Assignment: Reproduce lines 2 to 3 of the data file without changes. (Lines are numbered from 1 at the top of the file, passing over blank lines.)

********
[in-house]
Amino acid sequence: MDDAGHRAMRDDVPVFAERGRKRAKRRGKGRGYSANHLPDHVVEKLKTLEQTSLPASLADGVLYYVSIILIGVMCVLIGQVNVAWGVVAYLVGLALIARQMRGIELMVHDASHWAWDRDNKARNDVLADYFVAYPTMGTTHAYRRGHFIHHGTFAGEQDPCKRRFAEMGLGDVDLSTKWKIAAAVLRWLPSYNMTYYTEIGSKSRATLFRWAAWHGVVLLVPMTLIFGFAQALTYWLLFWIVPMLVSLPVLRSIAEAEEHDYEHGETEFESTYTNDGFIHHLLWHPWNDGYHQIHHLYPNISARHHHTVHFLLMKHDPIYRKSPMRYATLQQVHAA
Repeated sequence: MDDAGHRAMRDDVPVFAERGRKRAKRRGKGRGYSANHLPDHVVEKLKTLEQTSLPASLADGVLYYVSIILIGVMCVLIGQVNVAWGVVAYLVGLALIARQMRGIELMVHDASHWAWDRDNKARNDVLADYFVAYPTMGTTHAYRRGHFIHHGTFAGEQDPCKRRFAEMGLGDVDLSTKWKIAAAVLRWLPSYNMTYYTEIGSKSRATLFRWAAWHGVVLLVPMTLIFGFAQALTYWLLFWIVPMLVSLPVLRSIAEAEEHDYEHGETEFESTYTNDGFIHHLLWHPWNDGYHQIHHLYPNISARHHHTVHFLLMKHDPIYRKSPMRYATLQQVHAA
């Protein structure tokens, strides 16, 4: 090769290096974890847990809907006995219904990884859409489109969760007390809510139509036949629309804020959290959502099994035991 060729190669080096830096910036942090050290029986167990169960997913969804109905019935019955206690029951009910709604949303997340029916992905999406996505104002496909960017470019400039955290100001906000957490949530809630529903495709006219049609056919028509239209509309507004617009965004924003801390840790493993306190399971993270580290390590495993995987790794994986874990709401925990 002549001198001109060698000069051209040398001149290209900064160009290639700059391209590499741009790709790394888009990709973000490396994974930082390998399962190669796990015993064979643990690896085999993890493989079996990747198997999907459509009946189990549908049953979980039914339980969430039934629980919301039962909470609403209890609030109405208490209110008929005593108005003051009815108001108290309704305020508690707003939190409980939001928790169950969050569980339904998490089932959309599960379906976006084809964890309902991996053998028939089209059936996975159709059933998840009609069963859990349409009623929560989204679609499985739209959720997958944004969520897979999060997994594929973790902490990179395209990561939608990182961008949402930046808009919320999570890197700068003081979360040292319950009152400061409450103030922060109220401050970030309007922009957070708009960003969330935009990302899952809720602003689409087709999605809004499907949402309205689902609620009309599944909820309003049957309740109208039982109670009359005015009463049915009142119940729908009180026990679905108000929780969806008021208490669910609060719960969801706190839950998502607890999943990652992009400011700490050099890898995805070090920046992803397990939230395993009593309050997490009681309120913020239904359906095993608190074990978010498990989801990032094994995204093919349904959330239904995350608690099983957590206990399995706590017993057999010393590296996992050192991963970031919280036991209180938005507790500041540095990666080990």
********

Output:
Amino acid sequence: MDDAGHRAMRDDVPVFAERGRKRAKRRGKGRGYSANHLPDHVVEKLKTLEQTSLPASLADGVLYYVSIILIGVMCVLIGQVNVAWGVVAYLVGLALIARQMRGIELMVHDASHWAWDRDNKARNDVLADYFVAYPTMGTTHAYRRGHFIHHGTFAGEQDPCKRRFAEMGLGDVDLSTKWKIAAAVLRWLPSYNMTYYTEIGSKSRATLFRWAAWHGVVLLVPMTLIFGFAQALTYWLLFWIVPMLVSLPVLRSIAEAEEHDYEHGETEFESTYTNDGFIHHLLWHPWNDGYHQIHHLYPNISARHHHTVHFLLMKHDPIYRKSPMRYATLQQVHAA
Repeated sequence: MDDAGHRAMRDDVPVFAERGRKRAKRRGKGRGYSANHLPDHVVEKLKTLEQTSLPASLADGVLYYVSIILIGVMCVLIGQVNVAWGVVAYLVGLALIARQMRGIELMVHDASHWAWDRDNKARNDVLADYFVAYPTMGTTHAYRRGHFIHHGTFAGEQDPCKRRFAEMGLGDVDLSTKWKIAAAVLRWLPSYNMTYYTEIGSKSRATLFRWAAWHGVVLLVPMTLIFGFAQALTYWLLFWIVPMLVSLPVLRSIAEAEEHDYEHGETEFESTYTNDGFIHHLLWHPWNDGYHQIHHLYPNISARHHHTVHFLLMKHDPIYRKSPMRYATLQQVHAA